Dmitri Mendeleyev Biography, Life, Interesting Facts
Early Years and Education
Dmitri Ivanovich Mendeleev was born 8th February 1834, to Ivan Mendeleev and Maria Mendeleeva. He was born in Verkhnie Aremzyani, Tobolsk Governorate, in the Russian Empire.
Mendeleev was the youngest of 17 children. He started studying at the Gymnasium in Tobolsk at the age of 13. After his father passed away, Mendeleev’s mother travelled around Russia trying to find an educational institution for her son.
The family relocated to Saint Petersburg, and Mendeleev started his higher education at the Main Pedagogical Institute in 1850. After he graduated, Mendeleev contracted tuberculosis, and in 1855 he moved to the coast of the Black Sea.
In 1857, Dmitri Mendeleev joined the Simferopol Gymnasium No. 1 as a science master. He returned to Saint Petersburg later that year, fully recovered from his illness.
From 1859 to 1861, Mendeleev worked on the capillarity of liquids, as well as the spectroscope. He published a textbook, Organic Chemistry in late 1861, and won the Demidov Prize of the Petersburg Academy of Sciences.
In 1863, 62 elements were recognized. In 1864, John Newlands postulated a Law of Octaves, recognizing that there were many pairs of similar elements, but they differed by a multiple of eight. He classified the elements by their atomic weight. His theory was ridiculed by his peers. Another scientist, Lothar Meyer, published a paper in 1864, where he described 28 elements and classified them by their valence.
In 1867, Dmitri Mendeleev wrote his textbook called Principles of Chemistry. It was a two-volume set and was published in 1868 and 1870. While he was writing his book, he made his discovery of the periodic table. As he was classifying the elements according to their chemical properties, he noticed patterns emerging. He later said he saw the complete periodic table in a dream and as soon as he woke, he wrote it all down.
By following his pattern as he added more elements, Mendeleev developed the extended version of the periodic table. Mendeleev made his formal presentation to the Russian Chemical Society in 1869. The presentation was titled, The Dependence between the Properties of the Atomic Weights of the Elements. He used both atomic weight and valence to describe the elements.
Mendeleev published his periodic table in a Russian journal. Some months later, Meyer published an almost identical table in a German journal. He suggested there would be more elements to come, and he said there would be another row to add to the table. Although some were disbelieving, in 1875 and 1886, gallium and germanium were discovered and added, fitting into the missing places on the table as if they had always been there.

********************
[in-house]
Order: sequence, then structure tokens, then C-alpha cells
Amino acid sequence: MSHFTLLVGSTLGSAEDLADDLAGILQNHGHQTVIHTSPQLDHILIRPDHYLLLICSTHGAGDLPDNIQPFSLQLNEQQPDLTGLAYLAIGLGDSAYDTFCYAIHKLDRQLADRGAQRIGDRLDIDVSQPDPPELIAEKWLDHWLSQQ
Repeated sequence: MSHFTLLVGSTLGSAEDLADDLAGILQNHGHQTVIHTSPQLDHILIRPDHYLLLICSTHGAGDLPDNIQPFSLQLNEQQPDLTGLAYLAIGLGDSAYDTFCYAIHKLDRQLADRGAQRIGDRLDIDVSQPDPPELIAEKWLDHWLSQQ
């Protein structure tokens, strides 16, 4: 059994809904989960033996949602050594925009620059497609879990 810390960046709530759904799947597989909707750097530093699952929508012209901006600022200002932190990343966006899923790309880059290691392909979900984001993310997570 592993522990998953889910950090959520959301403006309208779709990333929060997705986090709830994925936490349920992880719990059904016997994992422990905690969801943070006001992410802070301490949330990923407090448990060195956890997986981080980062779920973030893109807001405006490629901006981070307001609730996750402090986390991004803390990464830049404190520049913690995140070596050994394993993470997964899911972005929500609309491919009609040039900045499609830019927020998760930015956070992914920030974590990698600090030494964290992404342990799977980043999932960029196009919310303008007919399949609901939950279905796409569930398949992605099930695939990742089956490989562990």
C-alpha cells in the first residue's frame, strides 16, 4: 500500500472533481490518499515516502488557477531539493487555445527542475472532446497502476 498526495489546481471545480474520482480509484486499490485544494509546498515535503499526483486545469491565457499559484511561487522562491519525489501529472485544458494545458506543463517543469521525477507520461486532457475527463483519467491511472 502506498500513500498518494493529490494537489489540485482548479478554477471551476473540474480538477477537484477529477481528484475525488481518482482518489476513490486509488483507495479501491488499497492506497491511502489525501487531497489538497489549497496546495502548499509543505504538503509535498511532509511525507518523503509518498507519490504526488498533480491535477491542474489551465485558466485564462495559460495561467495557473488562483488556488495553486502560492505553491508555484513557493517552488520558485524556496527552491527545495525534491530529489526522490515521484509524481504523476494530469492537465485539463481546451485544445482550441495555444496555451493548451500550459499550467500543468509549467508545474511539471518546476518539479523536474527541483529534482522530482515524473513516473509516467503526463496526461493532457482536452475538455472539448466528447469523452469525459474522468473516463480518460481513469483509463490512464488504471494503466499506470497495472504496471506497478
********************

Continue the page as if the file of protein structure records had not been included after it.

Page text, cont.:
In 1864, he became a professor at the Saint Petersburg Technological Institute, and in 1865, he became a professor at Saint Petersburg State University. In 1865 he gained his Ph.D., and in 1867, Mendeleev was given tenure at Saint Petersburg University where he taught inorganic chemistry. By 1871, the university had become an internationally recognized school for chemistry research.
In 1890, Mendeleev resigned from the university. He was elected a Foreign Member of the Royal Society in 1892. In 1893, he was appointed as director of the Bureau of Weights and Measures. He held this position until he died. He helped to establish the first oil refinery in Russia, and he studied the composition of petroleum, recognizing its importance in relation to petrochemicals.
Dmitri Mendeleev was recognized as one of the most important contributors to chemistry. He was one of the founders of the Russian Chemical Society in 1869. He was also credited for the metric system being introduced into the Russian Empire.
Awards and Honors
Among his awards and honors, Dmitri Mendeleev has the following:
1882: Awarded the Davy Medal by the Royal Society of London
1905: Awarded the Copley Medal by the Royal Society of London
In 1862, Dmitri Mendeleev married Feozva Nikitichna Leshcheva. The couple had two children, a son, and a daughter. The couple divorced in 1882.
In 1882, he married Anna Ivanovna Popova, and they had a son, a daughter, and twins.
Mendeleev died in 1907 from influenza.
Dmitri Mendeleev is known today as the “Father of the Periodic Table.” He has also had buildings named after him, as well as newer elements and minerals.